Here are some changes you can implement right now:

  • Your diet should consist of mostly whole plant foods , such as raw or cooked vegetables; beans; fresh fruits; and nuts and seeds.
  • Avoid salt, oil, sugar, and commercially baked goods.
  • Designate salad as your main plate for one meal every day — eat a plentiful salad consisting of a minimum of five cups of greens; raw cruciferous vegetables, tomatoes, beans, colorful veggies — and topped with nut or seed based dressing.
  • Eat G-BOMBS superfoods: Greens, Beans, Onions, Mushrooms, Berries, and Seeds
  • Avoid caffeine and alcohol
  • Avoid animal protein, or at least, no more than 8 ounces per week
  • Exercise regularly and vigorously.

A micronutrient-rich diet will help you attain a healthy weight, which is another major contributor to healthy blood pressure levels.

If you need extra help in lowering your blood pressure, consider adding freshly squeezed vegetable juices to your diet. Additionally, therapeutic exercises, therapeutic fasting, and meditation may address your blood pressure issues, all practical alternatives to avoid the need for harmful drugs.

 

References

  1. Benjamin EJ, Virani SS, Callaway CW, et al. Heart Disease and Stroke Statistics-2018 Update: A Report From the American Heart Association. Circulation 2018, 137:e67-e492. 
  2. Fang J, Gillespie C, Ayala C, Loustalot F. Prevalence of Self-Reported Hypertension and Antihypertensive Medication Use Among Adults Aged >/=18 Years — United States, 2011–2015. MMWR Morb Mortal Wkly Rep 2018, 67:219–224.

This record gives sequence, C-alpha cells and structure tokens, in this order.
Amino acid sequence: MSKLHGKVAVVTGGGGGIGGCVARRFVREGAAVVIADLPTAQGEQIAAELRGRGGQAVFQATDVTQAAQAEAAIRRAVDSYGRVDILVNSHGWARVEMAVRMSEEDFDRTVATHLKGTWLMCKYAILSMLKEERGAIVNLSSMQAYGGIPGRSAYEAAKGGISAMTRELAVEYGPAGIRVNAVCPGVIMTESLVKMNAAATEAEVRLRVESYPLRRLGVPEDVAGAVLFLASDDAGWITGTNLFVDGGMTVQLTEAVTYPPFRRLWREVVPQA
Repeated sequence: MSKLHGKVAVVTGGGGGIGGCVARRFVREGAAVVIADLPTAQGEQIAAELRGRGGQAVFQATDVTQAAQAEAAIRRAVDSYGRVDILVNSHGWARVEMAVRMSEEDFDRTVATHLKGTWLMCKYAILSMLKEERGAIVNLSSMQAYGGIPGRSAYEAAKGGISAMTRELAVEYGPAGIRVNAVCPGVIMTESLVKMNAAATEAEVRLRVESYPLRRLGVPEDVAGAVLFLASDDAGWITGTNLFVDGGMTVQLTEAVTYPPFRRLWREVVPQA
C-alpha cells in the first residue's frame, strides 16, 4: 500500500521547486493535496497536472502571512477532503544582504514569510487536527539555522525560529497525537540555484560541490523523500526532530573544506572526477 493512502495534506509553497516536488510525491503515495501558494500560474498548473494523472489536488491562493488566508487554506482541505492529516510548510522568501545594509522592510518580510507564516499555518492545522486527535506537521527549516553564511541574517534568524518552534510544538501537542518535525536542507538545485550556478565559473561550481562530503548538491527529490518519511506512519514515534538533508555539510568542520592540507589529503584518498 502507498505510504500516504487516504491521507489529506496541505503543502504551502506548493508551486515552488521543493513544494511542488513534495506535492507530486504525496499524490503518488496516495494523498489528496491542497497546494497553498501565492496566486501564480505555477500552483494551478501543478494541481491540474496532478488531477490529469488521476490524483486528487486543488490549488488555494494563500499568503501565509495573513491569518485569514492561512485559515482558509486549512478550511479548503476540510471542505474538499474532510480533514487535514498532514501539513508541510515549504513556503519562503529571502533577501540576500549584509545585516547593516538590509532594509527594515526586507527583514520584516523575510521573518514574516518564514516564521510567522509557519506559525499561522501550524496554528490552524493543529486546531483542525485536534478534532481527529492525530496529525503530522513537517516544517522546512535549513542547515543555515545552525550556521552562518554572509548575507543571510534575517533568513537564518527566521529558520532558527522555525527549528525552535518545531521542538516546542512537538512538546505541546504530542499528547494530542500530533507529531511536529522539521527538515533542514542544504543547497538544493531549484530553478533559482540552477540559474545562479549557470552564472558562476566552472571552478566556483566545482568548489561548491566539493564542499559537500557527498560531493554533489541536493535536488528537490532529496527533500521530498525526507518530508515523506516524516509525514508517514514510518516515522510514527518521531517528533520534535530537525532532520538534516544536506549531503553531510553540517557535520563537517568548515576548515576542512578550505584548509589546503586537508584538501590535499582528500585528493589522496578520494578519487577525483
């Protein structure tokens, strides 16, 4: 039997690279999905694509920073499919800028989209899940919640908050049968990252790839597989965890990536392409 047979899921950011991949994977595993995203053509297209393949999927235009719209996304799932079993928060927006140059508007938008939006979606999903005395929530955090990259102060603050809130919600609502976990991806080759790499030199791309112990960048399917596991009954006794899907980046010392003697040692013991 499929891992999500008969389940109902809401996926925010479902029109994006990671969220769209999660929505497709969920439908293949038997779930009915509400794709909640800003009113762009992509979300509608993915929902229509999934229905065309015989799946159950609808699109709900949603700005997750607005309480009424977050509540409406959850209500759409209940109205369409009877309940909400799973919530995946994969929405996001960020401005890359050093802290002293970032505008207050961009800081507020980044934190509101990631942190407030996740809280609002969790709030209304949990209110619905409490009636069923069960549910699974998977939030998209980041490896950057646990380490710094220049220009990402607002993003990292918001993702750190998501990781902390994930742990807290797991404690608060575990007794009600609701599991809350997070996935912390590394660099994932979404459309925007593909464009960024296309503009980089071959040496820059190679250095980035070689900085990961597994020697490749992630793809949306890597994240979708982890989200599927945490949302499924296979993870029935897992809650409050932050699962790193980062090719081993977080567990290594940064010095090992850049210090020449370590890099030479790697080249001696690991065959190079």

3. Li CI, Daling JR, Tang MT, et al. Use of Antihypertensive Medications and Breast Cancer Risk Among Women Aged 55 to 74 Years. JAMA Intern Med 2013.
  4. Largent JA, Bernstein L, Horn-Ross PL, et al. Hypertension, antihypertensive medication use, and breast cancer risk in the California Teachers Study cohort. Cancer Causes Control 2010, 21:1615–1624.
  5. Li CI, Malone KE, Weiss NS, et al. Relation between use of antihypertensive medications and risk of breast carcinoma among women ages 65–79 years. Cancer 2003, 98:1504–1513.
  6. Rosenberg L, Rao RS, Palmer JR, et al. Calcium channel blockers and the risk of cancer. JAMA 1998, 279:1000–1004.
  7. Gupta AK, Dahlof B, Dobson J, et al. Determinants of new-onset diabetes among 19,257 hypertensive patients randomized in the Anglo-Scandinavian Cardiac Outcomes Trial-Blood Pressure Lowering Arm and the relative influence of antihypertensive medication. Diabetes Care 2008, 31:982–988.
  8. Wilcox CS. Metabolic and adverse effects of diuretics. Semin Nephrol 1999, 19:557–568.
  9. Zillich AJ, Garg J, Basu S, et al. Thiazide diuretics, potassium, and the development of diabetes: a quantitative review. Hypertension 2006, 48:219–224.
  10. Elliott WJ, Meyer PM. Incident diabetes in clinical trials of antihypertensive drugs: a network meta-analysis. Lancet 2007, 369:201–207.
  11. Tinetti ME, Han L, Lee DS, et al. Antihypertensive medications and serious fall injuries in a nationally representative sample of older adults. JAMA Intern Med 2014, 174:588–595.
  12. Messerli FH, Mancia G, Conti CR, et al. Dogma disputed: can aggressively lowering blood pressure in hypertensive patients with coronary artery disease be dangerous? Ann Intern Med 2006, 144:884–893.
  13. Tringali S, Oberer CW, Huang J. Low Diastolic Blood Pressure as a Risk for All-Cause Mortality in VA Patients. Int J Hypertens 2013, 2013:178780.
  14. Fuhrman J, Singer M. Improved Cardiovascular Parameter With a Nutrient-Dense, Plant-Rich Diet-Style: A Patient Survey With Illustrative Cases. Am J Lifestyle Med 2015.
Orville Caval
Written by Orville Caval